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Human Clinical Trial Shows Stem Cell Therapy Hastens Bone Repair

By BiotechDaily International staff writers
Posted on 11 Jul 2013
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Treatment of fractures of the pelvic bones with stem cells halved recovery time in a clinical study conducted over the past four years.

Investigators at the Hadassah Medical Organization (Jerusalem, Israel) worked with a group of 24 patients with severe pelvis fractures. Breaks of this kind are especially slow to heal due to the scant layer of muscle and bone support tissue present as well as reduced blood supply.

The protocol used in this study called for 50 milliliters of bone marrow and 100 milliliters of blood to be extracted from the patient's pelvic area. Mesenchymal stem cells were isolated from the bone marrow, and an enriched platelet fraction was prepared from the blood. The stem cells and enriched platelet fraction were mixed with demineralized bone matrix (DBM) and injected under fluoroscopic control into the fracture site. A control group did not receive stem cells.

Results published in the June 4, 2013, online edition of the journal Molecular Therapy revealed that the stem cell therapy was a safe and efficient procedure, as no complications occurred in either group. The median time for bone repair was 1.5 months in the stem cell treated group and three months in the control group.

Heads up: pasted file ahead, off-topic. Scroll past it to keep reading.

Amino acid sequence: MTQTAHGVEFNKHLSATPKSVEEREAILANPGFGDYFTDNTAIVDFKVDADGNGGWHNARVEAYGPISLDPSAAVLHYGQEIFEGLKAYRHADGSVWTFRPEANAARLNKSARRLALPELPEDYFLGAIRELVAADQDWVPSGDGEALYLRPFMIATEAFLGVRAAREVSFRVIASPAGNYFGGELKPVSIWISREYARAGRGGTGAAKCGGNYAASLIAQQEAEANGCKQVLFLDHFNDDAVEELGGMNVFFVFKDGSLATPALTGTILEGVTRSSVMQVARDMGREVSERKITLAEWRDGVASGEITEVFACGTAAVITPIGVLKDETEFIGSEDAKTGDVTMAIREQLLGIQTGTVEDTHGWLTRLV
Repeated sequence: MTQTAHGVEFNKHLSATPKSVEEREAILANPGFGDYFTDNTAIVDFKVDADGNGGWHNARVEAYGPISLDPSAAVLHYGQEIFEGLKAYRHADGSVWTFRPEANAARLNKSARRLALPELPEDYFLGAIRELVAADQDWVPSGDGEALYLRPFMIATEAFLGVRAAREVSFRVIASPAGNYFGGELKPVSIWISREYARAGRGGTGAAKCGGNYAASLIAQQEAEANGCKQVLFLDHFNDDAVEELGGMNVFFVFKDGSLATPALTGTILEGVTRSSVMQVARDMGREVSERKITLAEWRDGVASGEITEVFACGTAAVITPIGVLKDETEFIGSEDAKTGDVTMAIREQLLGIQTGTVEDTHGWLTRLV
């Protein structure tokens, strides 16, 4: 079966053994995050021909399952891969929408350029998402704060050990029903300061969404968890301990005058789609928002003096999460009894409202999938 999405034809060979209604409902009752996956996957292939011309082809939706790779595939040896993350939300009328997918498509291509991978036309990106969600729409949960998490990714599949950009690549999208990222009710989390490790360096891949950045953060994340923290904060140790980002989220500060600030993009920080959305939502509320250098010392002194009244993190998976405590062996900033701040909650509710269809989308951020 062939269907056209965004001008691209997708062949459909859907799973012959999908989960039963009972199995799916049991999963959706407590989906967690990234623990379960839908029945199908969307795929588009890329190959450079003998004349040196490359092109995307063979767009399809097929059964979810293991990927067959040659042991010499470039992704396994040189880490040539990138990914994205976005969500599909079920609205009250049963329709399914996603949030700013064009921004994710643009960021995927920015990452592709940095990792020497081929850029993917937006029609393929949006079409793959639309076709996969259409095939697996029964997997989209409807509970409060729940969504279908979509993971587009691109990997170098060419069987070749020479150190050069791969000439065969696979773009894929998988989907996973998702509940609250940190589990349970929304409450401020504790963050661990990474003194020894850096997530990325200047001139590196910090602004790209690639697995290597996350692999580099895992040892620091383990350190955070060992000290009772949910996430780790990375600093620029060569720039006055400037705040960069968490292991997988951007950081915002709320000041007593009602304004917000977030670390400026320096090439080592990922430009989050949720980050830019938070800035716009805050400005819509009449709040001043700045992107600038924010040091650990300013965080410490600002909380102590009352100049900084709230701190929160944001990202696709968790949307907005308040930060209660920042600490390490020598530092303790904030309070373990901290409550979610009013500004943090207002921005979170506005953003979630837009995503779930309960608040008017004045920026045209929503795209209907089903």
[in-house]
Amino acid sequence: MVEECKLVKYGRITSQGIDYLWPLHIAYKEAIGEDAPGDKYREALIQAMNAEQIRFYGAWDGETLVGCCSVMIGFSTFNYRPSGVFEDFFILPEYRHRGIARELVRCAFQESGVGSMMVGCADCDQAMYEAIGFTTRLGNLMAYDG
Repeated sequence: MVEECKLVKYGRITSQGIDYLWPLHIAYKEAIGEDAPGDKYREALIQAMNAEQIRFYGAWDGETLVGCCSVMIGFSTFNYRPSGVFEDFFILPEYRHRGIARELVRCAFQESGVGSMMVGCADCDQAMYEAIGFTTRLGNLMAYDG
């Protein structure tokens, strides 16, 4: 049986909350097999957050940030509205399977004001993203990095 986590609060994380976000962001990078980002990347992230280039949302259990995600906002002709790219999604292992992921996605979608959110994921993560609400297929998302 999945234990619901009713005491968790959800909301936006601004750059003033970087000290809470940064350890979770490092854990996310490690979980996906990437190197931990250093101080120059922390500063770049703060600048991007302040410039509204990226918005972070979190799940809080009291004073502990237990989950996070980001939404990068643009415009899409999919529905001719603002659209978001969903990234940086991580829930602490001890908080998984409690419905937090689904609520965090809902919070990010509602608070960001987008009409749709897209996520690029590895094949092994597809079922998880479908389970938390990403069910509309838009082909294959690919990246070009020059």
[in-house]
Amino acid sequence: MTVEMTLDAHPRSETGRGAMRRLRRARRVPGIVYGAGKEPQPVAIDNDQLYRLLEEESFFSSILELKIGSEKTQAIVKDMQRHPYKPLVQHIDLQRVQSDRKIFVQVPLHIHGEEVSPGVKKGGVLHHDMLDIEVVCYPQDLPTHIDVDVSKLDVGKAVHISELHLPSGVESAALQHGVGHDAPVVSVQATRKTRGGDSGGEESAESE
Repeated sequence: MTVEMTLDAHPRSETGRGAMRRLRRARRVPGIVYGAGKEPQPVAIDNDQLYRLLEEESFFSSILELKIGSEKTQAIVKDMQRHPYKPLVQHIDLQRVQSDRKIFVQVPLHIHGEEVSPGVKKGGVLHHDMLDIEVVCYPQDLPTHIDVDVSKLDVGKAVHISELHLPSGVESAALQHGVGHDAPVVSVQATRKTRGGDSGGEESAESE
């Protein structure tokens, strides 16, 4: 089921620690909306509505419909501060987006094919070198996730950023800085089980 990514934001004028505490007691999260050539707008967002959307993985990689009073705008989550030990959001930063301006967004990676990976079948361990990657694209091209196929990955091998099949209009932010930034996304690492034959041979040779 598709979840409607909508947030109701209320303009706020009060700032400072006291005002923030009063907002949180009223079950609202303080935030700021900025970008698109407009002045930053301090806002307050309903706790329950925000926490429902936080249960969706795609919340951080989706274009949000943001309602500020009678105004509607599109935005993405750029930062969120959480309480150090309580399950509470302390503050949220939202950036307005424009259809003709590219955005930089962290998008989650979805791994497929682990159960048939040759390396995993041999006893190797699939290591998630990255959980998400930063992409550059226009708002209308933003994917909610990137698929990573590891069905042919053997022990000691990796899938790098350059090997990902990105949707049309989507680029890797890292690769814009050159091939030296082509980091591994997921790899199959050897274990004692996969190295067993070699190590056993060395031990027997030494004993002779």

First author Dr. Meir Liebergall, professor of orthopedic surgery at the Hadassah Medical Organization, said, “A process that began 15 years ago eventually led to this clinical trial at Hadassah, the first of its kind in Israel. The trial included 24 patients with severe pelvis fractures. This research is a medical breakthrough. Publication of this study and its findings will most likely change the currently accepted principles of treating complicated fractures. Now, we face the challenge of understanding this healing mechanism and how it works.”

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Hadassah Medical Organization




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